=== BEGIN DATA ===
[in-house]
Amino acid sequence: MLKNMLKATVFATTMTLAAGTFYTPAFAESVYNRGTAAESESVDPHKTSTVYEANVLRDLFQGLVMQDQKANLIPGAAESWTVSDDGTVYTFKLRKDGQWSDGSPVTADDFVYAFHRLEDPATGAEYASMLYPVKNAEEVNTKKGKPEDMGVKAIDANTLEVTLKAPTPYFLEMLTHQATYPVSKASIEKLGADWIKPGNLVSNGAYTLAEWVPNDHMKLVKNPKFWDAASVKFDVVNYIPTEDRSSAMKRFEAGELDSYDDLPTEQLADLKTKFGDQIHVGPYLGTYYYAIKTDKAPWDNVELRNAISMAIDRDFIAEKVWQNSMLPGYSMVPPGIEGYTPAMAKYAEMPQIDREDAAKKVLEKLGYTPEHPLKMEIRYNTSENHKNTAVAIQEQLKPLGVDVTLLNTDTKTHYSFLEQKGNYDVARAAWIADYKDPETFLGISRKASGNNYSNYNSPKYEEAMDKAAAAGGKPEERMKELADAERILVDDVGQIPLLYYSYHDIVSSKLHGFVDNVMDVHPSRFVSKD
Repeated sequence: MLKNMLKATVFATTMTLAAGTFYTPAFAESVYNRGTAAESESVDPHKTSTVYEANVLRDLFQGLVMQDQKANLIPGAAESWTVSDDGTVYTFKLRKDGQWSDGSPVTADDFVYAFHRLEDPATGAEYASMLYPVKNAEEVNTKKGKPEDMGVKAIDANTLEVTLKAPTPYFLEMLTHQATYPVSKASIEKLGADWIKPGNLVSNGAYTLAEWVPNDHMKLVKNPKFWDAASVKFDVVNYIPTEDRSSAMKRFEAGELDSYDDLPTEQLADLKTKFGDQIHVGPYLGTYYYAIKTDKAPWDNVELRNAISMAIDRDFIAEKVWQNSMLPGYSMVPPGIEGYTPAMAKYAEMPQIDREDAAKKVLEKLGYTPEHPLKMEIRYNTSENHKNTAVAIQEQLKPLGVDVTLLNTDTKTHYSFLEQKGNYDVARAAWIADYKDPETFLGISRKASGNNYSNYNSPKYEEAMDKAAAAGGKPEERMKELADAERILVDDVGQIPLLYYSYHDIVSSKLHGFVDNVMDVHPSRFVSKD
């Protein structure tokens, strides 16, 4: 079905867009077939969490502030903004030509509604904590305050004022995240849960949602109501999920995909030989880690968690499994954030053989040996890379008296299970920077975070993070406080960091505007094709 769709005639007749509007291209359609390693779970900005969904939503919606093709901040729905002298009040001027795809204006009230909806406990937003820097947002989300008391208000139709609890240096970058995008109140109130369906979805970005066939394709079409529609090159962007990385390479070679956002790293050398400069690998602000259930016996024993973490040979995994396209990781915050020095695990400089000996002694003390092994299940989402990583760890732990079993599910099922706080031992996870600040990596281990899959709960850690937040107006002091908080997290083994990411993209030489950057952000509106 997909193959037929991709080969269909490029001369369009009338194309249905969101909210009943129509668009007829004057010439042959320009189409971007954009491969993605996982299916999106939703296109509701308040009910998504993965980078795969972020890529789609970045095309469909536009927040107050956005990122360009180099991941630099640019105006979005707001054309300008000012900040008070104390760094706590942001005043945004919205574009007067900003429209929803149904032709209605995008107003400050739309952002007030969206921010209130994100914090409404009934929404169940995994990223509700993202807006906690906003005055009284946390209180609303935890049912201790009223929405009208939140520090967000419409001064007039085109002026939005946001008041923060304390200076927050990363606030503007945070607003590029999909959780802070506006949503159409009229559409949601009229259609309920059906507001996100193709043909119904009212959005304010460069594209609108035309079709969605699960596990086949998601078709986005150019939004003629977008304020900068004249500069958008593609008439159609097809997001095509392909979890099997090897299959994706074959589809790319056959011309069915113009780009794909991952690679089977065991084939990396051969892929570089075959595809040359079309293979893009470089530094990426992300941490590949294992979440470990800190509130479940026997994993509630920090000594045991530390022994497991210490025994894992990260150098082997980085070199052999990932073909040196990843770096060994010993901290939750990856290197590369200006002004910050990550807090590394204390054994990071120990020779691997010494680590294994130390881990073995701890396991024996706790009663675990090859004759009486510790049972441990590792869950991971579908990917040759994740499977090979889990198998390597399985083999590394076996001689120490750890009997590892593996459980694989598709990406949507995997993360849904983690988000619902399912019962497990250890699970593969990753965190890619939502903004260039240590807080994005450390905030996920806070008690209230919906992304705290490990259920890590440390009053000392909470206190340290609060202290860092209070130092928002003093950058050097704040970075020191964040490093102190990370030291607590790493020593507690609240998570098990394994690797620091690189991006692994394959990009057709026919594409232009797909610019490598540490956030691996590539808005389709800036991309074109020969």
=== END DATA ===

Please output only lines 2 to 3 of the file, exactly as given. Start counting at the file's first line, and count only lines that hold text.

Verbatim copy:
Amino acid sequence: MLKNMLKATVFATTMTLAAGTFYTPAFAESVYNRGTAAESESVDPHKTSTVYEANVLRDLFQGLVMQDQKANLIPGAAESWTVSDDGTVYTFKLRKDGQWSDGSPVTADDFVYAFHRLEDPATGAEYASMLYPVKNAEEVNTKKGKPEDMGVKAIDANTLEVTLKAPTPYFLEMLTHQATYPVSKASIEKLGADWIKPGNLVSNGAYTLAEWVPNDHMKLVKNPKFWDAASVKFDVVNYIPTEDRSSAMKRFEAGELDSYDDLPTEQLADLKTKFGDQIHVGPYLGTYYYAIKTDKAPWDNVELRNAISMAIDRDFIAEKVWQNSMLPGYSMVPPGIEGYTPAMAKYAEMPQIDREDAAKKVLEKLGYTPEHPLKMEIRYNTSENHKNTAVAIQEQLKPLGVDVTLLNTDTKTHYSFLEQKGNYDVARAAWIADYKDPETFLGISRKASGNNYSNYNSPKYEEAMDKAAAAGGKPEERMKELADAERILVDDVGQIPLLYYSYHDIVSSKLHGFVDNVMDVHPSRFVSKD
Repeated sequence: MLKNMLKATVFATTMTLAAGTFYTPAFAESVYNRGTAAESESVDPHKTSTVYEANVLRDLFQGLVMQDQKANLIPGAAESWTVSDDGTVYTFKLRKDGQWSDGSPVTADDFVYAFHRLEDPATGAEYASMLYPVKNAEEVNTKKGKPEDMGVKAIDANTLEVTLKAPTPYFLEMLTHQATYPVSKASIEKLGADWIKPGNLVSNGAYTLAEWVPNDHMKLVKNPKFWDAASVKFDVVNYIPTEDRSSAMKRFEAGELDSYDDLPTEQLADLKTKFGDQIHVGPYLGTYYYAIKTDKAPWDNVELRNAISMAIDRDFIAEKVWQNSMLPGYSMVPPGIEGYTPAMAKYAEMPQIDREDAAKKVLEKLGYTPEHPLKMEIRYNTSENHKNTAVAIQEQLKPLGVDVTLLNTDTKTHYSFLEQKGNYDVARAAWIADYKDPETFLGISRKASGNNYSNYNSPKYEEAMDKAAAAGGKPEERMKELADAERILVDDVGQIPLLYYSYHDIVSSKLHGFVDNVMDVHPSRFVSKD